That said, while my interaction with Eugene Kaspersky over the past decade has been minimal, he has assembled a world-class group of researchers, and I would have no concerns about running any code written by them on any computer I own were I not a competitor.

Regards,

Aryeh Goretsky

Re:Interesting move... but the timing could be bet (4, Interesting)

WGFCrafty (1062506) | about 2 years ago | (#41711527)

That said, while my interaction with Eugene Kaspersky over the past decade has been minimal, he has assembled a world-class group of researchers, and I would have no concerns about running any code written by them on any computer I own were I not a competitor.

Regards,

Aryeh Goretsky

"I have little experience but trust him". Why? Considering this article specifically questions the integrity of his ability to be partial, you should say why.

And that is the bigger problem here: Kaspersky, by his own account, wants to change the world as well as save it, and not in ways that appeal to Western thinking and U.S. interests. Noah Schactman, in alengthy profile forWired.com, noted that Kaspersky doesn't like the current level of Internet freedom. He wants it partitioned, with a digital "passports" required for access to certain areas and activities. He advocates government monitoring and regulation of social networking sites.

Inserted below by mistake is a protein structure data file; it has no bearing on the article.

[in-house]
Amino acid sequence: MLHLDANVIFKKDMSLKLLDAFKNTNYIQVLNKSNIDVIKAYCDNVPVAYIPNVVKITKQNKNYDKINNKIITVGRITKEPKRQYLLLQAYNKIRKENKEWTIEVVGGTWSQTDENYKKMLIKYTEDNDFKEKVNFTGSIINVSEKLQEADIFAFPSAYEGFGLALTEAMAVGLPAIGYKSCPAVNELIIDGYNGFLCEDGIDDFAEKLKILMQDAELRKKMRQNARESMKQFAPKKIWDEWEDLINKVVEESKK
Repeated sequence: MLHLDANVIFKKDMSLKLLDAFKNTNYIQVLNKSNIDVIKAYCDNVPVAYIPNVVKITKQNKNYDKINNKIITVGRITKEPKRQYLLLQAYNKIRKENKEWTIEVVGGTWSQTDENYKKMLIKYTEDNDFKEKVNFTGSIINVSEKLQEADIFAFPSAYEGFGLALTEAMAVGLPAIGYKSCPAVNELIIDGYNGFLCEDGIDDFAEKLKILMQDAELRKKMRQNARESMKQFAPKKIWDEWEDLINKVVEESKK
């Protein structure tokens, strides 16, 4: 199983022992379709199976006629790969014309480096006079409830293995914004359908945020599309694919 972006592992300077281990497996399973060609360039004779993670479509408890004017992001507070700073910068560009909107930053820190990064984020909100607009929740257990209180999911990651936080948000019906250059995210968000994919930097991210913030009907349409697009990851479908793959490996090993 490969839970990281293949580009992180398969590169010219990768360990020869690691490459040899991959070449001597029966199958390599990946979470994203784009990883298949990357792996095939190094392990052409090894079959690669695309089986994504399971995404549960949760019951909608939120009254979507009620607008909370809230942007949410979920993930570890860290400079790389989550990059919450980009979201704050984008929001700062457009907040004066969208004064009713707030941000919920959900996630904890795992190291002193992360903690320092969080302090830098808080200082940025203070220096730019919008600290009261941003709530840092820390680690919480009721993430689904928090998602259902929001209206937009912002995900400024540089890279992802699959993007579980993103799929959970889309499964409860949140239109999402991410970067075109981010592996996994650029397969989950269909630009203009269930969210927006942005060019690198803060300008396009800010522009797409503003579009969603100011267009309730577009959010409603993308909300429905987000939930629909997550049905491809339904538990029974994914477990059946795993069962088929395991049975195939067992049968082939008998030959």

Can you as a business trust ANYONE who says stuff like that to protect your critical infrastructure/production lines?

Re:Interesting move... but the timing could be bet (-1)

Anonymous Coward | about 2 years ago | (#41711889)

Many trust Google and one of them came from the Soviet Union as a child. Kasperski is after malware. Google is after yours and everyone else's data to serve them rich media ads, which I personally consider to be a system compromise risk, thus malware.

Even more interesting... (3, Interesting)

afxgrin (208686) | about 2 years ago | (#41711547)

Is how McAfee SiteAdvisor flags your site as exhibiting "Risky Behaviour", warning me before even visiting ...

Re:Even more interesting... (2)

afxgrin (208686) | about 2 years ago | (#41711555)

This is the warning I get [siteadvisor.com]

In case anyone wanted some evidence. :-)

Re:Interesting move... but the timing could be bet (0)

Anonymous Coward | about 2 years ago | (#41711563)

The qualifier at the end of your statement is a major problem if you mean you'd be afraid to use it because you personally have something to fear because you are a competitor, and therefore might be a target for maliciousness from him. I suspect you meant you can't because you must eat your own dog food, so to speak, but I think the first interpretation is more important. If you even might have something someone else wants badly enough, there are ways to make it happen. So the OS you use is exploit proof? Then they make the maker of you OS build an exploit into it. Either by legislation, or blackmail, or threats, or traitors, there's always a way.

Re:Interesting move... but the timing could be bet (0)

Anonymous Coward | about 2 years ago | (#41712449)

Doesn't seem like odd timing to me at all. By all accounts the US, possibly along with Israel, have launched attacks on civil nuclear infrastructure of Iran, infecting Buhsher plant along with other locations. Who knows what MAY have happened when nuclear equipment goes on the fritz due to cyber attack. AFAIK, initiatives towards Russian OS have already been initiated for smartphones for Russian government employees, as well as interest in backing other general purpose OS. A secure OS for critical infrastructure would only make sense.